In a theatre weekend that found me attending a Rodgers & Hammerstein musical, a Kaufman & Hart play, a Shakespeare, and a pseudo-Shakespeare, I have to admit that, with the Riverbend Theatre Collective's presentation of Kimberly Akimbo, I was so psyched to see actors in modern dress screaming obscenities at one another that I could barely contain myself.
Happily, the production is damned fine in its own right, perhaps, in part, because the actors seem so delighted for the chance to wear modern dress and scream obscenities at one another. Four of the cast members - Aaron Sullivan, Denise Yoder, Jaci Entwisle, and Dustin Oliver - most recently performed with the classical-theatre troupe the Prenzie Players, and the fifth, Peggy Freeman, most recently appeared at the Richmond Hill Barn Theatre as a harried senior citizen and a nun, and I can't recall ever seeing any of them as purely comfortable on-stage as they seem in Kimberly Akimbo. Even during the most manic highs in David Lindsay-Abaire's delirious black comedy - cheerfully directed by Allison Collins-Elfline - the performers exude relaxed, effortless confidence.
Kimberly Levaco (played by Freeman) is a typical teenage girl with one crucial difference: She suffers from a rare disease that's causing her to age four-and-a-half times faster than she should. As the play opens, Kimberly has just turned 16 - the age at which those with the disease tend to die - but incredibly, she has even less reason to celebrate, as she's also become the de facto caretaker to her wildly dysfunctional family: a hugely pregnant, hypochondriacal mother (Entwisle); an alcoholic father (Sullivan); and an impulsively angry aunt (Yoder), recently released from prison. And yes, in case you were now thinking otherwise, this is a comedy.
Though Lindsay-Abaire gets a lot of early mileage from the dichotomy between Kimberly's elderly appearance and her youthful demeanor - and Freeman is hilarious when slouching like a sullen teenager or responding to an interruption with a petulant "I'm on the phone!" - neither the character nor the actress is ever used for cheap gags. Kimberly is funny because she's real, a shy, sarcastic, easily mortified girl who's been living with her disease so long that, like everything else in her life, it's become a joke. (When her dad warns Kimberly against becoming too friendly with Oliver's potential beau, Jeff, she rolls her eyes and says, "Dad, I went through menopause four years ago.") Lindsay-Abaire ensures that we don't ever laugh at Kimberly, and Freeman, in a wonderful performance, plays her with inspiring honesty. Though the character has built-in pathos, the actress never seeks our pity, and Freeman delivers Kimberly's wisecracks with such nonchalance that they seem less like jokes than the natural results of an active, witty mind; she's a wrinkled Juno.
She's also extraordinarily touching - Kimberly's fidgety nerves when alone with Jeff suggest adolescent awkwardness at its sweetest - and provides an outstanding contrast to Entwisle and Yoder, who are ferociously, and appropriately, overscaled. As a shrieking harridan who flips, without warning, into an eyelash-batting coquette, Entwisle performs comic marvels in a really tricky role; she's brash, monstrous, and completely irresistible. And Yoder, who's given a priceless bit in which she has to drag a stolen mailbox slo-o-owly across the stage (let's not get into why), delivers aggrieved tirades with aggressive gusto, hurling vitriol with such comic force that you shrink for those who get in her way.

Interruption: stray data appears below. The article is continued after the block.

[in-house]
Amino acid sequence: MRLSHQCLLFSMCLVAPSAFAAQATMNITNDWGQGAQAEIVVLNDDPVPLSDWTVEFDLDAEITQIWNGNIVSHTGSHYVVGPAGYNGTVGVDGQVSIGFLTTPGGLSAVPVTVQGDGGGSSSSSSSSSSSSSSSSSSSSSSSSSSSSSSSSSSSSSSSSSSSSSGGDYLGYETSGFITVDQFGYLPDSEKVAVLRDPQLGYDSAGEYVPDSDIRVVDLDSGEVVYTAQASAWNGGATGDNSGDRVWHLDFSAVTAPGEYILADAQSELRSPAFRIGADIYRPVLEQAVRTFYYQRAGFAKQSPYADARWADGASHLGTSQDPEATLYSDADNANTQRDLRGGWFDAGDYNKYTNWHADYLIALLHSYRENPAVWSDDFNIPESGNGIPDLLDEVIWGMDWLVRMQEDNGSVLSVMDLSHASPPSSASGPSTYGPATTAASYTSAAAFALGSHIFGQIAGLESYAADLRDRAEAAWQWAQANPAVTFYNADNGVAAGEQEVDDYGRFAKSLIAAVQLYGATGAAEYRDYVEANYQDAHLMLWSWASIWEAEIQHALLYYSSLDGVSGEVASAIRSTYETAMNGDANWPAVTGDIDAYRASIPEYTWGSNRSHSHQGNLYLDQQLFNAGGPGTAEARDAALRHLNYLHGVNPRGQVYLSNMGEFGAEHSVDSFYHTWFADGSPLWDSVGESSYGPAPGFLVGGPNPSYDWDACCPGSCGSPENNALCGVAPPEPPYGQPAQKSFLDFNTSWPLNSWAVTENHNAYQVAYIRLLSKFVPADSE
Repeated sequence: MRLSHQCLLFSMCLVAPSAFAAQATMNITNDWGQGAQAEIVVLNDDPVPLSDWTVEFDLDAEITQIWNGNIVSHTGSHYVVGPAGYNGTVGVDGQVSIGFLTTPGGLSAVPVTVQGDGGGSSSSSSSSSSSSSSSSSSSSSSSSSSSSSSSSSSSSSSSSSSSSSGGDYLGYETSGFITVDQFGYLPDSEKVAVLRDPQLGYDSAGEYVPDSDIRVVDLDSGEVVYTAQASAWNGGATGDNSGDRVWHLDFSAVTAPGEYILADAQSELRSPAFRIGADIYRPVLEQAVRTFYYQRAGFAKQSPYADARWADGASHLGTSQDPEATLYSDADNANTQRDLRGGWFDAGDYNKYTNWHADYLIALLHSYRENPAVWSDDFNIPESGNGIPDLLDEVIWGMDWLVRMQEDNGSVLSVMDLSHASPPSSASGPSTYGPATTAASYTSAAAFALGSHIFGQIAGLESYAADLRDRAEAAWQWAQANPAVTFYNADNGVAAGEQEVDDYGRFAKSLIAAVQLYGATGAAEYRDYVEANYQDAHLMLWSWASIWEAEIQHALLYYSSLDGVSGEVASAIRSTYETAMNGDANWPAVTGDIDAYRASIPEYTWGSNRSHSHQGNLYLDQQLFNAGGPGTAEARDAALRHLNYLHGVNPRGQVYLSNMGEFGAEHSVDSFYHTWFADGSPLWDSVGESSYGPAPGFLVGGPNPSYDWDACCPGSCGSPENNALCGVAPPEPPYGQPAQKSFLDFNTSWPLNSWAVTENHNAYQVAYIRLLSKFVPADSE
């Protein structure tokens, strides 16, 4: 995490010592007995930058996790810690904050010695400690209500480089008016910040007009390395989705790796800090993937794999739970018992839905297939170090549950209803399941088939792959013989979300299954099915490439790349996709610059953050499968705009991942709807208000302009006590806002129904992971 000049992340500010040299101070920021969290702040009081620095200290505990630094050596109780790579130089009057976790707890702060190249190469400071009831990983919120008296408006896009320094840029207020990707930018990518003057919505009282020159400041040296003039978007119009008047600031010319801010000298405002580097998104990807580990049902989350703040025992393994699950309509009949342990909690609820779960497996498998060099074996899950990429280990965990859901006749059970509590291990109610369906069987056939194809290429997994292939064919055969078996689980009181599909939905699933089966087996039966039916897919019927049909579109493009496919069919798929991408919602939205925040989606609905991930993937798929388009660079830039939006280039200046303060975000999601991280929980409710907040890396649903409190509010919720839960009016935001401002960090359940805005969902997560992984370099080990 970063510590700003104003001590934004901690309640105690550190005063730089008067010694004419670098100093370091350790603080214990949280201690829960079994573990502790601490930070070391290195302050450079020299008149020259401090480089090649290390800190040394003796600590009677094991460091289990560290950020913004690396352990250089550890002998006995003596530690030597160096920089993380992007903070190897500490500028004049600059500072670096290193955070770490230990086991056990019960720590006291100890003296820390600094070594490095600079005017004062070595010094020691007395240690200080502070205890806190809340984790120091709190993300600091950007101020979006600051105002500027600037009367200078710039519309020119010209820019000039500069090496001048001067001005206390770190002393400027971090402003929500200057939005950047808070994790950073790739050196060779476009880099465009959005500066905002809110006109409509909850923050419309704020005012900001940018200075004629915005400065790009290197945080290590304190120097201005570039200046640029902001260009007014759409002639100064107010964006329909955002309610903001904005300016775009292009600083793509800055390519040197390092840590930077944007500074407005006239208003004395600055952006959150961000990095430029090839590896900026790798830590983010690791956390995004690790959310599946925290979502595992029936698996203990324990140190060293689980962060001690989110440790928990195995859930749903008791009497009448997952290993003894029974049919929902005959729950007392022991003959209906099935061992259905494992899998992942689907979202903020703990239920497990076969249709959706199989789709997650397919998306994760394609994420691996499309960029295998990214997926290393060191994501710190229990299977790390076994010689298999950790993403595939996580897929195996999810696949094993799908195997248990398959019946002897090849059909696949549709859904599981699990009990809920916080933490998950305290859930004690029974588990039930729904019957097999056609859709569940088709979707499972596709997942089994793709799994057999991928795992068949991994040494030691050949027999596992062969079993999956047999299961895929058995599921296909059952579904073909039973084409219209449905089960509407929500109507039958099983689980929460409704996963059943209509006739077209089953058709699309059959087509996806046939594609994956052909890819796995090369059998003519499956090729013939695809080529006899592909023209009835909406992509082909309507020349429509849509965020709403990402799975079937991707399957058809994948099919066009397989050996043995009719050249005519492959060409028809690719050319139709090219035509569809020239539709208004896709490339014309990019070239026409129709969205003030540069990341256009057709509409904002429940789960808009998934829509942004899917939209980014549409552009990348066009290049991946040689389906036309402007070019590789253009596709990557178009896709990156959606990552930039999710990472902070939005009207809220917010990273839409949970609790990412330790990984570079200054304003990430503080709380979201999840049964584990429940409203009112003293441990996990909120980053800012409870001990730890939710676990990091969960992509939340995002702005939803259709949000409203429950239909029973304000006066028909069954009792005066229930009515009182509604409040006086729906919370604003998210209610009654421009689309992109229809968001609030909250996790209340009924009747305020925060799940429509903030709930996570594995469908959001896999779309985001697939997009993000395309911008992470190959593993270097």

Oliver's character has to do the lion's share of shrinking, and the actor does it with such unaffected humor and warmth that you smile every time he shows up; Jeff appears to exist in a contented, vaguely distracted world of his own, and his crush on Kimberly is performed with lovely grace and tact. As for Sullivan, nothing - not even his frequently excellent work for the Prenzies - prepared me for the richness of his portrayal here. Sorrowfully matter-of-fact about his deficiencies as a husband and father, yet blessed with good humor and a quick wit, Sullivan's beleaguered Buddy is a mass of contradictions, and his expert readings and exhausted physicality cue you in to every one of them; it's a phenomenally strong performance.
I caught Kimberly Akimbo during Riverbend's Sunday-matinée presentation, and as with many matinées, the show wasn't without its gaffes. (It's the strangest thing in theatre: If things are gonna go wrong, they're probably gonna go wrong in the daytime.) The import of Kimberly's Act II showdown with her family was lessened by the actors tripping over a few too many lines - the scene never developed the dramatic momentum it needed - and the subsequent, climactic scene was almost thoroughly botched by sound effects that didn't match Oliver's gestures, or vice-versa; for a couple of minutes, we seemed to be in a badly dubbed, unintentionally funny Japanese monster movie. By the show's end, though, Collins-Elfine and her cast had engendered such terrific goodwill that these goofs were mere hiccups - the type that sometimes occur after digesting a thoroughly satisfying meal.
For information, visit (http://www.riverbendtheatrecollective.com).